MAP

Dynasty

11 June–5 September 2010, Musée d’Art Moderne de la Ville de Paris / Palais de Tokyo, Paris

Dynasty, installation view. Photo Pierre Antoine

Dynasty, installation view. Photo Pierre Antoine

‘Krystle: Alexis! What are you doing here? Alexis: I’ve been asking that same question about you Krystle, and I still haven’t found an answer that satisfies me.’ [1]

 

Built and opened in time for the 1937 Paris World Fair, the Palais de Tokyo in Paris is split into two different organisations devoted to recent art forms. In the west wing, the national art centre, the Palais de Tokyo, is currently directed by Marc-Olivier Wahler. The east wing houses city-run Musée d’Art Moderne (MAMVP), directed by Fabrice Hergott. The architectural confrontation, proximity and differing funding channels imply a certain element of rivalry; nothing close however to that unravelled in the original Dynasty, the prime time 1980s American television soap opera.
 

On appointment in 2006, Hergott and Wahler discussed orchestrating the first combined group exhibition between the art centre and the museum. In 2008,
they jointly presented Jonathan Monk’s exhibition Time Between Spaces. Meanwhile, the curatorial teams in both organisations were preparing the parameters of Dynasty.
 

The plan was to propose a snapshot of young artists active in France in the last few years. Forty artists were selected—mostly born in the mid-1970s or early 1980s—from Algeria, Belgium, China, France, Iran, Japan, Spain, Taiwan, UK, USA, Venezuela, and Zimbabwe. Comparable endeavours to capture a generation of French artists or artists from abroad working in France, include Traversées (Crossings) and Escale à Paris (Stopover in Paris), in 2001, in the contemporary department of MAMVP (known since the early 1970s as ARC, Animation Recherche Confrontation), when Suzanne Pagé and Hans Ulrich Obrist still operated there. In 2006, the Palais de Tokyo, led at the time by Nicolas Bourriaud and Jérôme Sans, organised Notre Histoire : une scène artistique française émergente. Last but not least, Force de l’Art, first curated by 15 groups or individuals in 2006, and then by three in 2009 for the Grand Palais, is compared to the British Art Show, though it does not tour and is staged only in Paris.
 

Playing on the symmetry of the building, each artist is represented both in MAMVP and Palais de Tokyo. Site specific work includes Laëtitia Badaut Haussmann’s historical interrogation ‘No One Returns’,and Jorge Pedro Núñez’s towers of accumulated found objects ‘Todo lo que mam me dio’. Sculpture, mostly controlled and contained, is sited throughout the galleries. Worth noting are Vincent Ganivet’s taut cinder blocks ‘Caténaires’ in the Electricity Fairy Room at MAMVP, Julien Dubuisson’s cement resin impress ‘Ghost Dance’, and Vincent Mauger’s polystyrene ‘Château Millésime’.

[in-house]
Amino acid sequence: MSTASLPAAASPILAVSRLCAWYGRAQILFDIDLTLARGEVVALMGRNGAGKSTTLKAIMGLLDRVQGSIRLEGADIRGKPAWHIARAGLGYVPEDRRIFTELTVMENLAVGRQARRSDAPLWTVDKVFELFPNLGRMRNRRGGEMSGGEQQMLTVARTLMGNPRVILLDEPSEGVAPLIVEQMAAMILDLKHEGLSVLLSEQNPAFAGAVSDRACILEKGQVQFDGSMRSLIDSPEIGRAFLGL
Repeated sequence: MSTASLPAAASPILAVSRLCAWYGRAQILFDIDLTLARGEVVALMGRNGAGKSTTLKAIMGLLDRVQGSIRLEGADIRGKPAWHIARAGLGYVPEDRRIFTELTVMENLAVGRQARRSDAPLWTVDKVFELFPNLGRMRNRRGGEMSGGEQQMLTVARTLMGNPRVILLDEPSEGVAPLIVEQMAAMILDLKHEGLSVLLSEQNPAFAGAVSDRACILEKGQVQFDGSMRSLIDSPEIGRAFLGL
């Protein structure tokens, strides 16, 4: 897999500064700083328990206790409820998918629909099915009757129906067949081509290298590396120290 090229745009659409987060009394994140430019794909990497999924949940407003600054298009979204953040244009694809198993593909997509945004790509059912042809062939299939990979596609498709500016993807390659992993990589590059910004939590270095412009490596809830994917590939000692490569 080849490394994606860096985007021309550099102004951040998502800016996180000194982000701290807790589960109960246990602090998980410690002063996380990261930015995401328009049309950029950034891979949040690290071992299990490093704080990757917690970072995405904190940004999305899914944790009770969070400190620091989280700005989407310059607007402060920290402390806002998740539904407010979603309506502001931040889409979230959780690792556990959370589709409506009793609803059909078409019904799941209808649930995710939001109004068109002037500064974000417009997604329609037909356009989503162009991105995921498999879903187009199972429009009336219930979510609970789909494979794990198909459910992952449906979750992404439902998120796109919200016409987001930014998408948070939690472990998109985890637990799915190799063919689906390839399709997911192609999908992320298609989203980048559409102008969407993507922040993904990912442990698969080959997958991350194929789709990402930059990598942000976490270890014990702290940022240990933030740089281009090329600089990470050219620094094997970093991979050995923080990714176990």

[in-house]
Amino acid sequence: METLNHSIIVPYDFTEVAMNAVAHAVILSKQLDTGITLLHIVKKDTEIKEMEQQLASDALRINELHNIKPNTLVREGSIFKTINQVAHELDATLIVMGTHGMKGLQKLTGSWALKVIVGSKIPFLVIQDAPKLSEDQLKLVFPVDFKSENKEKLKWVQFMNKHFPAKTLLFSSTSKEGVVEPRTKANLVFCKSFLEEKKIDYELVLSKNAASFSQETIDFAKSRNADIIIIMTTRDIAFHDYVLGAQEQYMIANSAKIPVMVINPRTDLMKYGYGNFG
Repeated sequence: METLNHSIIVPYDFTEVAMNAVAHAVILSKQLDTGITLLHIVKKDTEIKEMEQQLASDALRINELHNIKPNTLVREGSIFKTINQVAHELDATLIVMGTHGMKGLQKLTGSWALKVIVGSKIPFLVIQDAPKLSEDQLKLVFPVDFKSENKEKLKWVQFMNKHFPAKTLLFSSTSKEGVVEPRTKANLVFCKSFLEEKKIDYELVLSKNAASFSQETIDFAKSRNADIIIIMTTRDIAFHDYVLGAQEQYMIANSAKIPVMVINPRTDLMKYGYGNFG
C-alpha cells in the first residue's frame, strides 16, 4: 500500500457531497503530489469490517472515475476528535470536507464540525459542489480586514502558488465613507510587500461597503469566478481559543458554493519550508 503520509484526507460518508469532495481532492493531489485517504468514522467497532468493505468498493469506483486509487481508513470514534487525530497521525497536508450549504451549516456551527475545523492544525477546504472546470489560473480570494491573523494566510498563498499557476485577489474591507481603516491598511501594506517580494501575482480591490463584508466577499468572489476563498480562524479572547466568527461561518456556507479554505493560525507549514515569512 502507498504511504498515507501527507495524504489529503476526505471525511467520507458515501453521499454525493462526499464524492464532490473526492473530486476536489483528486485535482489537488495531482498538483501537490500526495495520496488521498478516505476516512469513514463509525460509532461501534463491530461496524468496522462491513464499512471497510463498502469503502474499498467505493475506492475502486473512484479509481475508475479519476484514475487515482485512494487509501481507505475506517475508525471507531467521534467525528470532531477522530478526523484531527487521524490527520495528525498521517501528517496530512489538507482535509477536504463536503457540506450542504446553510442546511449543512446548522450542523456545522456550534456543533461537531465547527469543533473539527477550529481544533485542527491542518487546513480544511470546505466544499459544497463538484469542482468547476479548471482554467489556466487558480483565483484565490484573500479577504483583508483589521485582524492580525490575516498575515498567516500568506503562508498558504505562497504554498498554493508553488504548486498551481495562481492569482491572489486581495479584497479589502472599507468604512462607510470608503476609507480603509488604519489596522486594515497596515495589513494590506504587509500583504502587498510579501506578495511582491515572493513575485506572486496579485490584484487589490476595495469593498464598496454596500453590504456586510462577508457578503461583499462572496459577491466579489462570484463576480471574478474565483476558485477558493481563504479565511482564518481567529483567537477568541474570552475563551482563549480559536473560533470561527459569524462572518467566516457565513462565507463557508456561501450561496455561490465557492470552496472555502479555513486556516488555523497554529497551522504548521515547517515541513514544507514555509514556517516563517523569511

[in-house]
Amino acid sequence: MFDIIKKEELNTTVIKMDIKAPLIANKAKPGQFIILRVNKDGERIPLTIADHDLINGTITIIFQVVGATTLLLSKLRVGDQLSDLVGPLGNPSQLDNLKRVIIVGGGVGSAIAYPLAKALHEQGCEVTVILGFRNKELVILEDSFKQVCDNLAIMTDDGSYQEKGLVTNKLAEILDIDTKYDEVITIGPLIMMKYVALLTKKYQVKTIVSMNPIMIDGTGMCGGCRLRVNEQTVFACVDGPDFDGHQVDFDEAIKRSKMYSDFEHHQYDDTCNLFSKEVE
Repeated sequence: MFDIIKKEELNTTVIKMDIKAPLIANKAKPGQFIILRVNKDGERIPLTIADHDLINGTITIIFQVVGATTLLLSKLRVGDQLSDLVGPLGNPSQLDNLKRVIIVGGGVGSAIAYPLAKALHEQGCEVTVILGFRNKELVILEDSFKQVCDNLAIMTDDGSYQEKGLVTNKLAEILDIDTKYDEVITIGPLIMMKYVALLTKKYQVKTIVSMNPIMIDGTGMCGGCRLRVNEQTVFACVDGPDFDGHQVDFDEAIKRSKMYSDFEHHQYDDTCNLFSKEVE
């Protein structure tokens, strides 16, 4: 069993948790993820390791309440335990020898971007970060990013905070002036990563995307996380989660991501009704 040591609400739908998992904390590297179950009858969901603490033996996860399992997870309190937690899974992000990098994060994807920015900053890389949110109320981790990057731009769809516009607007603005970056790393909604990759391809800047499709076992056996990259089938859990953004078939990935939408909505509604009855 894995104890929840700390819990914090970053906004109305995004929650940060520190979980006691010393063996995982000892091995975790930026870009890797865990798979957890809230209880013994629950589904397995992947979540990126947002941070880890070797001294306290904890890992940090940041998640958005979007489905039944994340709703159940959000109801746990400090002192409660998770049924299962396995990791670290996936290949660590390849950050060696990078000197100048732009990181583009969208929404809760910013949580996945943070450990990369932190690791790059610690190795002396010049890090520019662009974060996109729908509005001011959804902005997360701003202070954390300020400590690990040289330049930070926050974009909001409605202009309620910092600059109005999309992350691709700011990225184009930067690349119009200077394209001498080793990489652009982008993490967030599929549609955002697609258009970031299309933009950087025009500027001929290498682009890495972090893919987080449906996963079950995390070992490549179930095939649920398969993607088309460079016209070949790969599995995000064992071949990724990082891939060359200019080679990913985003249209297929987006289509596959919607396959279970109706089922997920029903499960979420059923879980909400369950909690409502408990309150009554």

References to prehistory and archaeological displays, caves, mammoths, make several appearances in the work of Dewar and Gicquel, Antoine Dorotte, Camille Henrot, Laurent Le Deunff. The diversity of media reflects the current landscape. Pierre-Laurent Cassière’s copper wire sound installation ‘Mag-Net’ discreetly lines the gallery space and Farah Atassi, Armand Jalut, Duncan Wylie show representational paintings. The more conceptual or rigorously synthetic practices are the exceptions rather than the rule; for example Benoît Maire’s ongoing investigation ‘Esthétique des différends’ and Nicolas Milhé’s chilling political pointers like the sign ‘Respublica’ on the rooftop and the incongruous stuffed hyena with gold teeth ‘Untitled’.
 

The artists known for their performances and storytelling face serious challenges in their exhibition-long presentations: Louise Hervé and Chloé Maillet give various forms to their research into Hercules and Maciste in ‘L’Homme le plus fort du monde’ and Pauline Curnier Jardin shows a ‘dia-opera’, ‘Le Salon d’Alone’.
 

It is interesting to note that a form of relational aesthetics can only be found in Alain Della Negra and Kaori Kinoshita’s ‘The Coming Race’ project, documenting various utopian communities. The overall atmosphere is one of disbelief, lack of humour, cynicism. The future does not seem to appeal as a land of possibility.
In terms of lineage, where is the influence of the art of Dominique Gonzalez-Foerster, Pierre Huyghe, Philippe Parreno, French artists who have been embraced by the international stage? Perhaps it can be found in the collaborative work of Fabien Giraud and Raphaël Siboni who relay a light event, or in some of the remarkable film work. Mohamed Bourouissa pushes the boundaries of filmmaking and plays with notions of time and language in ‘Temps Mort’, in which the mobile phone camera and text messaging enable a creative exchange between him and a prisoner. Equally pixelated and raw, ‘Légendes’documents illegal cigarette sellers in and around the Barbès metro station. Chen Yang’s ‘Instant’ and ‘Belle Journée’ videos have intimate, low-fi and high impact. The short film ‘Liberdade’by Gabriel Abrantes and Benjamin Crotty is a love story with a twist, set in Angola. As the police and helicopters home in on the couple on a the rooftop of a building, Liberdade says to his girlfriend: ‘Everything’s going to be okay’ and the camera lifts into the air to the 1980s soundtrack ‘Diamonds On The Soles Of Her Shoes’.

Caroline Hancock is a writer and curator based in Paris


End Notes:
[1] The first Dynasty exchange quoted in Palais magazine (special edition, Summer 2010, pp. 6–7) encapsulates the understated tone of the curators attempting this survey.